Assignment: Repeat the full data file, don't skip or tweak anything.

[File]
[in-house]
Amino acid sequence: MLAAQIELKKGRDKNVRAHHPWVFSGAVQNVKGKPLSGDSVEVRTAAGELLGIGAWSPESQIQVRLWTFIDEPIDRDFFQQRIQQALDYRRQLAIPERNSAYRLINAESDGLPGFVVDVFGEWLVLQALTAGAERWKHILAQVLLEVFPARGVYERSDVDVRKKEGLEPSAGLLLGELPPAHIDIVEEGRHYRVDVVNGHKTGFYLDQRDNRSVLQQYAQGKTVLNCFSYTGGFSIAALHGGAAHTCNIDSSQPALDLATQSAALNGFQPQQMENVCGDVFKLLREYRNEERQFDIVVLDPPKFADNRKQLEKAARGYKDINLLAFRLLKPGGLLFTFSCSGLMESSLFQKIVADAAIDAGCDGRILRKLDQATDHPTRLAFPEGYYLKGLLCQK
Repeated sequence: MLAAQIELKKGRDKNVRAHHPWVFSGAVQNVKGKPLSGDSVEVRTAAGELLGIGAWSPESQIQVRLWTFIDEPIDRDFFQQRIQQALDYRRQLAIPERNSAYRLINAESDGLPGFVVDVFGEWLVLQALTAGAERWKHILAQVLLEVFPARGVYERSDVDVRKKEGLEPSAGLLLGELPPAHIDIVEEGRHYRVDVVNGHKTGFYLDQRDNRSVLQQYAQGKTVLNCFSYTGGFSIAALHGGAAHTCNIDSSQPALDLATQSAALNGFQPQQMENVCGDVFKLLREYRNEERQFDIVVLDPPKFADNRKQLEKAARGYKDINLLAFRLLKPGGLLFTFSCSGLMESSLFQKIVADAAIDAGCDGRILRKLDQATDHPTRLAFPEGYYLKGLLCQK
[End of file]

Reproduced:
[in-house]
Amino acid sequence: MLAAQIELKKGRDKNVRAHHPWVFSGAVQNVKGKPLSGDSVEVRTAAGELLGIGAWSPESQIQVRLWTFIDEPIDRDFFQQRIQQALDYRRQLAIPERNSAYRLINAESDGLPGFVVDVFGEWLVLQALTAGAERWKHILAQVLLEVFPARGVYERSDVDVRKKEGLEPSAGLLLGELPPAHIDIVEEGRHYRVDVVNGHKTGFYLDQRDNRSVLQQYAQGKTVLNCFSYTGGFSIAALHGGAAHTCNIDSSQPALDLATQSAALNGFQPQQMENVCGDVFKLLREYRNEERQFDIVVLDPPKFADNRKQLEKAARGYKDINLLAFRLLKPGGLLFTFSCSGLMESSLFQKIVADAAIDAGCDGRILRKLDQATDHPTRLAFPEGYYLKGLLCQK
Repeated sequence: MLAAQIELKKGRDKNVRAHHPWVFSGAVQNVKGKPLSGDSVEVRTAAGELLGIGAWSPESQIQVRLWTFIDEPIDRDFFQQRIQQALDYRRQLAIPERNSAYRLINAESDGLPGFVVDVFGEWLVLQALTAGAERWKHILAQVLLEVFPARGVYERSDVDVRKKEGLEPSAGLLLGELPPAHIDIVEEGRHYRVDVVNGHKTGFYLDQRDNRSVLQQYAQGKTVLNCFSYTGGFSIAALHGGAAHTCNIDSSQPALDLATQSAALNGFQPQQMENVCGDVFKLLREYRNEERQFDIVVLDPPKFADNRKQLEKAARGYKDINLLAFRLLKPGGLLFTFSCSGLMESSLFQKIVADAAIDAGCDGRILRKLDQATDHPTRLAFPEGYYLKGLLCQK